Just as with most things, there are disadvantages and advantages of barter system. A complication of bartering is determining how trustworthy the person you are trading with is. The other person does not have any proof or certification that they are legitimate, and there is no consumer protection or warranties involved. This means that services and goods you are exchanging may be exchanged for poor or defective items.
You would not want to exchange a toy that is almost brand new and in perfect working condition for a toy that is worn and does not work at all would you? It may be a good idea to limit exchanges to family and friends in the beginning because good bartering requires skill and experience. At times, it is easy to think the item you desire is worth more than it actually is and underestimate the value of your own item.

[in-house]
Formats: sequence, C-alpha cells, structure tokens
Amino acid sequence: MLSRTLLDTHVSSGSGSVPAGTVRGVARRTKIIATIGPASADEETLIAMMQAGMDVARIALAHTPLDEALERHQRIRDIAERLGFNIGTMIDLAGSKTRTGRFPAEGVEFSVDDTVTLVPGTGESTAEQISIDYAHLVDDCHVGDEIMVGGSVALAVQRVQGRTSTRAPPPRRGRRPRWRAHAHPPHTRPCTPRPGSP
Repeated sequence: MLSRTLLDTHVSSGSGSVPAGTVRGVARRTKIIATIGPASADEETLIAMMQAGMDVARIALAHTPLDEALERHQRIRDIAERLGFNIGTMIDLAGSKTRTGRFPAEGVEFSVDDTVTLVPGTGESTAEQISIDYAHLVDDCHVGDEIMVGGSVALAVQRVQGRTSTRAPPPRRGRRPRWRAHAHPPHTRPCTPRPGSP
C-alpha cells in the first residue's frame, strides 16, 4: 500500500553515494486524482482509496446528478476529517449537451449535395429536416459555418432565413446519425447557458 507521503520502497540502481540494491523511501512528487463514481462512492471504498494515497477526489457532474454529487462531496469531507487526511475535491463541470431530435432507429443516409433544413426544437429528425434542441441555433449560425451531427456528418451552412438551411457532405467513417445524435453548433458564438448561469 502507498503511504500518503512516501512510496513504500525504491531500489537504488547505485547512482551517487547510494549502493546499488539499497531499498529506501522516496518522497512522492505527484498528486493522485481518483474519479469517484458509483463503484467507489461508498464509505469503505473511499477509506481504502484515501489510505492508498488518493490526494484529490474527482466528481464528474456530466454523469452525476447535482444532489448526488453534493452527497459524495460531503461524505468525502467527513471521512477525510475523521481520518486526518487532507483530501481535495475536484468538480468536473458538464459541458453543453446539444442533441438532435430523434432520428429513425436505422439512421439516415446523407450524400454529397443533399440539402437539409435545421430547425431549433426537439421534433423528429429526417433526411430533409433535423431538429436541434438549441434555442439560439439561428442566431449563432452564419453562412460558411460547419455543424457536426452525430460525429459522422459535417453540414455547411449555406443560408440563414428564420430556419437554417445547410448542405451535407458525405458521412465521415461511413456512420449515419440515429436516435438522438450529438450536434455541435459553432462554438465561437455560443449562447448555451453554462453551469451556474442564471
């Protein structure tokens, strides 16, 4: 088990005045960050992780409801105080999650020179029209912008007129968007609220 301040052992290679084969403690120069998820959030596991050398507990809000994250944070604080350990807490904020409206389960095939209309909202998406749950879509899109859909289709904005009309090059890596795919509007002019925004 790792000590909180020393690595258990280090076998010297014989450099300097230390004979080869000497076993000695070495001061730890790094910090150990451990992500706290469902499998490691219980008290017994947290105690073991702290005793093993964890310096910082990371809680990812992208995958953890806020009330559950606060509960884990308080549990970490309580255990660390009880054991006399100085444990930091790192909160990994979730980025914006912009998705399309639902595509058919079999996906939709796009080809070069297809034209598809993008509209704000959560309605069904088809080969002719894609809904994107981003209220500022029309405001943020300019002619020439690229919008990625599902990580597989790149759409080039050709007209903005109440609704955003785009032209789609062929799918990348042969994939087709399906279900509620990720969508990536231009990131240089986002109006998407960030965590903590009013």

On the positive side, there are great advantages to bartering. As stated earlier, you do not need money to barter. Another advantage is that there is flexibility in bartering. For instance, related products can be traded such as portable tablets in exchange for laptops. Or, items that are completely different can be traded such as lawn mowers for televisions. Homes can now be exchanged when people are traveling, which can save both parties money.
For instance, if your parents have friends in another state and they need somewhere to stay while on a family vacation, their friends may trade their home for a week or so in exchange for your parents allowing them to use your home.